The Port Pirie Women's Soldiers Memorial

Posted on 15 September 2019

A meeting of women from Port Pirie and District was first convened in the Port Pirie Town Hall by the Mayoress Mrs. M.E. Goode in 1919 to propose a Women's Memorial to the Soldiers of Port Pirie and District who had fallen in the Great War. Two alternative designs were tabled; a rough stone cross or some piece or group of statuary bronze.

With that object in view it was agreed to raise the sum of not less than £500. Committee officers were elected and it was decided to invite women to contribute 1/ per week each for a period of 10 weeks. The town was divided into sections and collectors were appointed for each section, by which means it was hoped everyone would be reached.

By April 1922, the fund amounted to £162 5/7 and it had now been agreed that the memorial should take the form of an obelisk, and that it be enclosed by a chain fence and white pillars. The Mayor kindly undertook to procure an estimate of the cost which was expected to run into £200.

Lady Bridges opened the memorial on 14th October 1924 by stating "You women of Port Pirie, I appreciate the great honour you have bestowed upon me in asking me to unveil your Memorial. Some of you have had great privilege of knowing these men - these gallant men, who fought with such courage, and who gave their lives and it is again your privilege to have possession of their memory; a possession which no one can take from you. All you can now do is to show that fine spirit of courage, devotion and self sacrifice that they showed."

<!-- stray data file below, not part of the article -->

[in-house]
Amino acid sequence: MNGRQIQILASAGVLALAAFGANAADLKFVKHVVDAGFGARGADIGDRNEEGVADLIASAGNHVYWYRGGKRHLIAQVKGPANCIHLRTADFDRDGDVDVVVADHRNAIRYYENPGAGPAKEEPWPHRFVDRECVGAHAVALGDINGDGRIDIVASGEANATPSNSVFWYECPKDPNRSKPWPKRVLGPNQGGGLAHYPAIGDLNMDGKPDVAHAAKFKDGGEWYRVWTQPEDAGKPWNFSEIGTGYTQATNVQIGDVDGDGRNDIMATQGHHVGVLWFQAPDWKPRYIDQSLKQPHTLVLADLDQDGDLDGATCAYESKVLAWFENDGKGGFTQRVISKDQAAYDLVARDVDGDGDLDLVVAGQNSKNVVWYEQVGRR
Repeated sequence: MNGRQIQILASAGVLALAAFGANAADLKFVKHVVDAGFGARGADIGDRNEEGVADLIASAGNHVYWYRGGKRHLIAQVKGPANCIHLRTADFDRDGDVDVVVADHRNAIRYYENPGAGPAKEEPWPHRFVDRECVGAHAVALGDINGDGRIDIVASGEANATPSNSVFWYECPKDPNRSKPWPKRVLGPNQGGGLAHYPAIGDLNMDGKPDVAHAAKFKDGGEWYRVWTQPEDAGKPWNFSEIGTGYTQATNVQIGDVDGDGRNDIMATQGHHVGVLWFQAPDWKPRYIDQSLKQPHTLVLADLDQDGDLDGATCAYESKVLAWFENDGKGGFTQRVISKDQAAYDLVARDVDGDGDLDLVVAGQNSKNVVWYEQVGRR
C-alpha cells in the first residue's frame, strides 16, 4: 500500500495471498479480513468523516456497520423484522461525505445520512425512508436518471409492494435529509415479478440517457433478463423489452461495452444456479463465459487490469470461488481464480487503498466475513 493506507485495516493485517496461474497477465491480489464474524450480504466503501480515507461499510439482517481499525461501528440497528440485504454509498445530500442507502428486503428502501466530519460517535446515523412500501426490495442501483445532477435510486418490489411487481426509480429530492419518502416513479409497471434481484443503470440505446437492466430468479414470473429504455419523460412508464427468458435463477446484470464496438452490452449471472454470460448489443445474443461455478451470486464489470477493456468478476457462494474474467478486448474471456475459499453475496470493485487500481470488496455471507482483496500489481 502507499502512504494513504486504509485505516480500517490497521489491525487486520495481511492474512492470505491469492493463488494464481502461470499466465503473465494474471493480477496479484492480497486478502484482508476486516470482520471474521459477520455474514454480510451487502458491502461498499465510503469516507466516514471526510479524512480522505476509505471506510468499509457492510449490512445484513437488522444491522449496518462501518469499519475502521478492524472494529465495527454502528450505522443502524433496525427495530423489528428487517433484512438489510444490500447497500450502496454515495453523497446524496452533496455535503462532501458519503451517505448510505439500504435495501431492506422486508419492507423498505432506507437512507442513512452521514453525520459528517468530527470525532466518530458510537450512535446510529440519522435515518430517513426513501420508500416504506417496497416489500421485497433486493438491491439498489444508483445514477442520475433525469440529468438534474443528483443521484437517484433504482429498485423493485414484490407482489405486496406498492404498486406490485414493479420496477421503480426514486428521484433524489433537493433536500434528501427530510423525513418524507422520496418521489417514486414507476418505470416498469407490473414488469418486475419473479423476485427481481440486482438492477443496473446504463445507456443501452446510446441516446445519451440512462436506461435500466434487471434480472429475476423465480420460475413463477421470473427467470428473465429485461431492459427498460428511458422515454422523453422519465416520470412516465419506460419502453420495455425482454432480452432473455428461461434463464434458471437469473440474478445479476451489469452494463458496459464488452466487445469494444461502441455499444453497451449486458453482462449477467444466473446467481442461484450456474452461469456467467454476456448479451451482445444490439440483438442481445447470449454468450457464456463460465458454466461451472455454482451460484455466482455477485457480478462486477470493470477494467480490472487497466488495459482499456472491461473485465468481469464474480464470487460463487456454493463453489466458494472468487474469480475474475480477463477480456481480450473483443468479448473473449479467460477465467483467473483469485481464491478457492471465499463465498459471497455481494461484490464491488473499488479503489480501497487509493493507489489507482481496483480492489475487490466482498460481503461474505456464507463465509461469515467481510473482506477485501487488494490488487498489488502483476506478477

"I quote you these words - 'And they transfigured, came back, Secure from change in their high hearted way; Beautiful evermore with the rays of morn on their white shields of expectation.

An impressive unveiling ceremony included renditions of "England's Battle Hymn" and "Beyond the Sunset", an invocatory prayer, with proceedings closing with the Benediction.